‘It’s called load shedding’ – South Africans offer advice amid Britain’s ‘energy blackout’ scheme
Britain will pay some households to use less electricity on Wednesday evening.
South Africans are offering their load shedding tips to the British after their National Grid ESO announced an expected higher electricity demand on Wednesday evening.
This sounds all too familiar to South Africans, who are now alternating between stages 5 and 6 load shedding until Saturday.
Stage 6 load shedding
“Due to insufficient generation capacity and the need to further replenish emergency reserves, Stage 5 loadshedding will be implemented from 05:00 today [Wednesday] until 20:00,” said Eskom on Wednesday morning.
“Thereafter, Stage 6 load shedding will be implemented from 20:00 until 05:00 on Thursday. This pattern of implementing Stage 5 load shedding from 05:00 until 20:00 and Stage 6 load shedding from 20:00 until 05:00 will be repeated daily until Saturday morning.”
While the reasons for load shedding have ranged from wet coal to the cold weather and heatwave in South Africa, Britain says the cold weather is to blame.
UK Forecasters have issued yellow weather warnings for showers and snow that will lead to icy patches and “hazardous conditions” on Wednesday and Thursday.
“Our forecasts show electricity supply margins are expected to be tighter than normal on Wednesday evening. We are activating a live demand flexibility service event between 17:00-18.30 tomorrow,” it announced on Tuesday.
“It does not mean electricity supplies are at risk and people should not be worried. These are precautionary measures to maintain the buffer of spare capacity we need.”
According to Reuters, Britain’s National Grid ESO will pay some households to use less electricity on Wednesday evening due to the expected cold weather conditions.
Households that have signed up with their suppliers under the live demand flexibility are paid for turning off appliances during a specific period when electricity demand is high.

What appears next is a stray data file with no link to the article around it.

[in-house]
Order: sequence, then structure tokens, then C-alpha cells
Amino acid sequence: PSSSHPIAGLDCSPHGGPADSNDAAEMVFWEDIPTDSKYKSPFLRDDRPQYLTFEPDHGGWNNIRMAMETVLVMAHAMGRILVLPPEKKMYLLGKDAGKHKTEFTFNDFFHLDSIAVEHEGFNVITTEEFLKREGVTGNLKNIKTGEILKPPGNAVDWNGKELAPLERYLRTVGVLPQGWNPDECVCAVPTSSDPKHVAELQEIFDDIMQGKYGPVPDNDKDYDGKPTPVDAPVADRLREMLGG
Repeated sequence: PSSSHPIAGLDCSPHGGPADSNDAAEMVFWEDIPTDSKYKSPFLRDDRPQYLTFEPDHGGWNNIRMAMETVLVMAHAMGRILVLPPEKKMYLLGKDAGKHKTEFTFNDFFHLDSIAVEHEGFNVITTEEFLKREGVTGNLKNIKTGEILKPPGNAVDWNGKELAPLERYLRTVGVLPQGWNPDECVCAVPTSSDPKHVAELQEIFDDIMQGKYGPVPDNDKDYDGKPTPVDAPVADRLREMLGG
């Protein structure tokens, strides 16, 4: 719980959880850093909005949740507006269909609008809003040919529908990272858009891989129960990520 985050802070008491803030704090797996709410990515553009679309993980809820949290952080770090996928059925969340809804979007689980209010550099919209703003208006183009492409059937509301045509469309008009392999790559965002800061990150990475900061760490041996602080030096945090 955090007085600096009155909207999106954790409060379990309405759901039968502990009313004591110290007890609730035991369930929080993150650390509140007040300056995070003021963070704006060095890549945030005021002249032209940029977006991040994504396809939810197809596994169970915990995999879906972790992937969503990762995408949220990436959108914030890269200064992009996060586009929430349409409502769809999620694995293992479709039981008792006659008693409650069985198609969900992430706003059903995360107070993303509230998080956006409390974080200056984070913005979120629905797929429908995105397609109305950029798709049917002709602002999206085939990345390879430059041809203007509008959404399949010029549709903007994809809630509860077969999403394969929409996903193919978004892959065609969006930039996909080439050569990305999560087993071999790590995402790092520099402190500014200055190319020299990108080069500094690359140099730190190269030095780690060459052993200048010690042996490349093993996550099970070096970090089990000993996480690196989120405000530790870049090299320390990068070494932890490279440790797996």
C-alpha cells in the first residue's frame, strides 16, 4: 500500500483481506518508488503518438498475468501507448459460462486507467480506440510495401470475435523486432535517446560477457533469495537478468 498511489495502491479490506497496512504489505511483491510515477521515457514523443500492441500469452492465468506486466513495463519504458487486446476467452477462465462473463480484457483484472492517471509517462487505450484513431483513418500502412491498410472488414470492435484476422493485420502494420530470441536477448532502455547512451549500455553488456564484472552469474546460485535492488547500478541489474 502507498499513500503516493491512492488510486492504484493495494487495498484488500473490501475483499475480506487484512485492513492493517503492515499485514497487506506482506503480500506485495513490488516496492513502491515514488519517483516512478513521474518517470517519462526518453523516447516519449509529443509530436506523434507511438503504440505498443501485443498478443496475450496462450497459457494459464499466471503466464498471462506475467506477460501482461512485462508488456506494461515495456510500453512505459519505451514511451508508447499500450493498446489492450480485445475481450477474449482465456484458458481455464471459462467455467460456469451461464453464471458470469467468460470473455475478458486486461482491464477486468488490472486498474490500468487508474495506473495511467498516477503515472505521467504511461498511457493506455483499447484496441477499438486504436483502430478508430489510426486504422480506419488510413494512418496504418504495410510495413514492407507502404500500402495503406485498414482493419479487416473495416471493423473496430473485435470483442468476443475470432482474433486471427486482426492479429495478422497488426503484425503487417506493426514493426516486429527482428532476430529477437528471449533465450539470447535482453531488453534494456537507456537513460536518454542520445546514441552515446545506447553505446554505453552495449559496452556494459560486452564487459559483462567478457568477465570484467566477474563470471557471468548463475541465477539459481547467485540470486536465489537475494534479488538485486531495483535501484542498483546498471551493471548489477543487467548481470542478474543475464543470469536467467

Payment is usually in the form of discounted bills, reported Reuters.
The post-Covid surge in electricity demand and Russia’s invasion of Ukraine have been cited as the culprits of the global energy crisis.
This has prompted countries to take steps to secure their energy, with the UK implementing the scheme as a trial.
Last year, South Africans slammed Mineral Resources and Energy Minister Gwede Mantashe for calling on South Africans to acknowledge that the “electricity crisis is a global phenomenon”.
“When you explain the crisis to society, South Africans see themselves as an island when the electricity crisis is a global phenomenon,” he said at the time.
While the British will be paid for saving electricity, and the power cuts are optional, South Africans have no say in the matter, but have sent through their sympathies and tips to survive through the dark times.
“South Africans offering advice to the British is just so amazing. Even in pain, we are kind,” wrote Neo Mkwane on X, while Dwayn H Smith commented: “So you following the 17-year-old trend of South Africa then. We have rolling blackouts orchestrated like a well tuned symphony, down to the last second! No one can beat the perpetual blackouts South Africans endure daily, we even have dedicated apps to guide us, so welcome UK.”